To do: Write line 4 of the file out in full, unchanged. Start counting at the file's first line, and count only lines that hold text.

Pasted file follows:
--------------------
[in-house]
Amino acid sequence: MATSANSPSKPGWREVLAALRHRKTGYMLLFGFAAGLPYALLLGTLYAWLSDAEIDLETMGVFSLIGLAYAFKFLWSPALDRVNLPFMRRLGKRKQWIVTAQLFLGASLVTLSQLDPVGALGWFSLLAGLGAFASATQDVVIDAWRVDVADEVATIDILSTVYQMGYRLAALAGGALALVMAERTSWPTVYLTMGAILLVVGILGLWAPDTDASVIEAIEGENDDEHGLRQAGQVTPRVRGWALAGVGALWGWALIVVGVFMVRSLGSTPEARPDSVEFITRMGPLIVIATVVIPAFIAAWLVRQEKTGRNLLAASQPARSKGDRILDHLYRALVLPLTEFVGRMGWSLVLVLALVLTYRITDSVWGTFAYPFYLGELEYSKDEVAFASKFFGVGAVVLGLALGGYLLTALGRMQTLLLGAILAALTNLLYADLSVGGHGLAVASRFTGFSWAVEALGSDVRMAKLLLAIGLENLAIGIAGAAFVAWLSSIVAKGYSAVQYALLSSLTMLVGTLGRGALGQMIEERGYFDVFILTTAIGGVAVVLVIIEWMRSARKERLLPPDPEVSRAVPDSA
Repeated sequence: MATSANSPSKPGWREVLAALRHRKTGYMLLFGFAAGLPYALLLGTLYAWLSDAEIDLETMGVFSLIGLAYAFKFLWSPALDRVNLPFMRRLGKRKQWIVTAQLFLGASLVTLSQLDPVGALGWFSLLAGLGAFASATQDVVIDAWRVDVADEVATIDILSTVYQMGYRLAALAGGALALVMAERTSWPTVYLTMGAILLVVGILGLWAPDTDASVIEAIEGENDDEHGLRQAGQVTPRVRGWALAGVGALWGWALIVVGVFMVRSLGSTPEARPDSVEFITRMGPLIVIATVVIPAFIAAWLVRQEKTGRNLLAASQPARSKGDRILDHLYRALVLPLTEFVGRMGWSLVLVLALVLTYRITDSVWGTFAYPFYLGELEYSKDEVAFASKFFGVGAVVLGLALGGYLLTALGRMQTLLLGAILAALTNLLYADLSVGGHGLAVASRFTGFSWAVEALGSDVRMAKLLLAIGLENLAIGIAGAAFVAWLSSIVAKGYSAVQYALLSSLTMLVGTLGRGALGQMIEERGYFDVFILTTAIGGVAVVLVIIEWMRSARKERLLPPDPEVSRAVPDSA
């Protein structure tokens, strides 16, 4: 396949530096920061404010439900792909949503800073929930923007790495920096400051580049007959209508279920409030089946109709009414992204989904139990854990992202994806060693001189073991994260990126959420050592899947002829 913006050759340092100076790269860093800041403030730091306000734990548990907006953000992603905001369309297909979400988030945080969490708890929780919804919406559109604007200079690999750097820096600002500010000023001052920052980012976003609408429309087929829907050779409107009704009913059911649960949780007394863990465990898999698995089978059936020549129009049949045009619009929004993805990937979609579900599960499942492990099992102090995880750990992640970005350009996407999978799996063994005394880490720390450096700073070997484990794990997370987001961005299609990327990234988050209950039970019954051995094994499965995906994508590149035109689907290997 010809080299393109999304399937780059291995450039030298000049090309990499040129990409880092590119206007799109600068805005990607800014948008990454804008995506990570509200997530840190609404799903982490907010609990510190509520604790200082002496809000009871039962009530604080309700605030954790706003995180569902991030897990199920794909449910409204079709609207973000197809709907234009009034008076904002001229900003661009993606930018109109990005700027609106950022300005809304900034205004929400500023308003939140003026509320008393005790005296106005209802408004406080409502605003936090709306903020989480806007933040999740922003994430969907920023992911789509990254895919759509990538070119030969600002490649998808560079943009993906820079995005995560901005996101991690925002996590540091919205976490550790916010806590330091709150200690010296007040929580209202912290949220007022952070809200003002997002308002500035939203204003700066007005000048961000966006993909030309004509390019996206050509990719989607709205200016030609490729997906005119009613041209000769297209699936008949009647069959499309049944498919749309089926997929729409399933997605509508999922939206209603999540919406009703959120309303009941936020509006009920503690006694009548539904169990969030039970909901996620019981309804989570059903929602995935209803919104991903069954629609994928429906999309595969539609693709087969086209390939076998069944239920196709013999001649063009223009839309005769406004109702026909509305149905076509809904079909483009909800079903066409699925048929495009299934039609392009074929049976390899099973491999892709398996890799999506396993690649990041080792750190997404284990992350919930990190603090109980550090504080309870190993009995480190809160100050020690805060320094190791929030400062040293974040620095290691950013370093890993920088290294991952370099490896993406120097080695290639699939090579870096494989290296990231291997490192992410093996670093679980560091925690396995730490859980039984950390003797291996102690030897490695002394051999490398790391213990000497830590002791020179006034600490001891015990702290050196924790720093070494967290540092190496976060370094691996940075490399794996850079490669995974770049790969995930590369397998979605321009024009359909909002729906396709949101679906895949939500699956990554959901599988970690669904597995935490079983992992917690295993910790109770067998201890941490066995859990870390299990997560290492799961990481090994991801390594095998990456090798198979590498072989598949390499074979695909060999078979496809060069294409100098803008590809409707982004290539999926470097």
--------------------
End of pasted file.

């Protein structure tokens, strides 16, 4: 396949530096920061404010439900792909949503800073929930923007790495920096400051580049007959209508279920409030089946109709009414992204989904139990854990992202994806060693001189073991994260990126959420050592899947002829 913006050759340092100076790269860093800041403030730091306000734990548990907006953000992603905001369309297909979400988030945080969490708890929780919804919406559109604007200079690999750097820096600002500010000023001052920052980012976003609408429309087929829907050779409107009704009913059911649960949780007394863990465990898999698995089978059936020549129009049949045009619009929004993805990937979609579900599960499942492990099992102090995880750990992640970005350009996407999978799996063994005394880490720390450096700073070997484990794990997370987001961005299609990327990234988050209950039970019954051995094994499965995906994508590149035109689907290997 010809080299393109999304399937780059291995450039030298000049090309990499040129990409880092590119206007799109600068805005990607800014948008990454804008995506990570509200997530840190609404799903982490907010609990510190509520604790200082002496809000009871039962009530604080309700605030954790706003995180569902991030897990199920794909449910409204079709609207973000197809709907234009009034008076904002001229900003661009993606930018109109990005700027609106950022300005809304900034205004929400500023308003939140003026509320008393005790005296106005209802408004406080409502605003936090709306903020989480806007933040999740922003994430969907920023992911789509990254895919759509990538070119030969600002490649998808560079943009993906820079995005995560901005996101991690925002996590540091919205976490550790916010806590330091709150200690010296007040929580209202912290949220007022952070809200003002997002308002500035939203204003700066007005000048961000966006993909030309004509390019996206050509990719989607709205200016030609490729997906005119009613041209000769297209699936008949009647069959499309049944498919749309089926997929729409399933997605509508999922939206209603999540919406009703959120309303009941936020509006009920503690006694009548539904169990969030039970909901996620019981309804989570059903929602995935209803919104991903069954629609994928429906999309595969539609693709087969086209390939076998069944239920196709013999001649063009223009839309005769406004109702026909509305149905076509809904079909483009909800079903066409699925048929495009299934039609392009074929049976390899099973491999892709398996890799999506396993690649990041080792750190997404284990992350919930990190603090109980550090504080309870190993009995480190809160100050020690805060320094190791929030400062040293974040620095290691950013370093890993920088290294991952370099490896993406120097080695290639699939090579870096494989290296990231291997490192992410093996670093679980560091925690396995730490859980039984950390003797291996102690030897490695002394051999490398790391213990000497830590002791020179006034600490001891015990702290050196924790720093070494967290540092190496976060370094691996940075490399794996850079490669995974770049790969995930590369397998979605321009024009359909909002729906396709949101679906895949939500699956990554959901599988970690669904597995935490079983992992917690295993910790109770067998201890941490066995859990870390299990997560290492799961990481090994991801390594095998990456090798198979590498072989598949390499074979695909060999078979496809060069294409100098803008590809409707982004290539999926470097």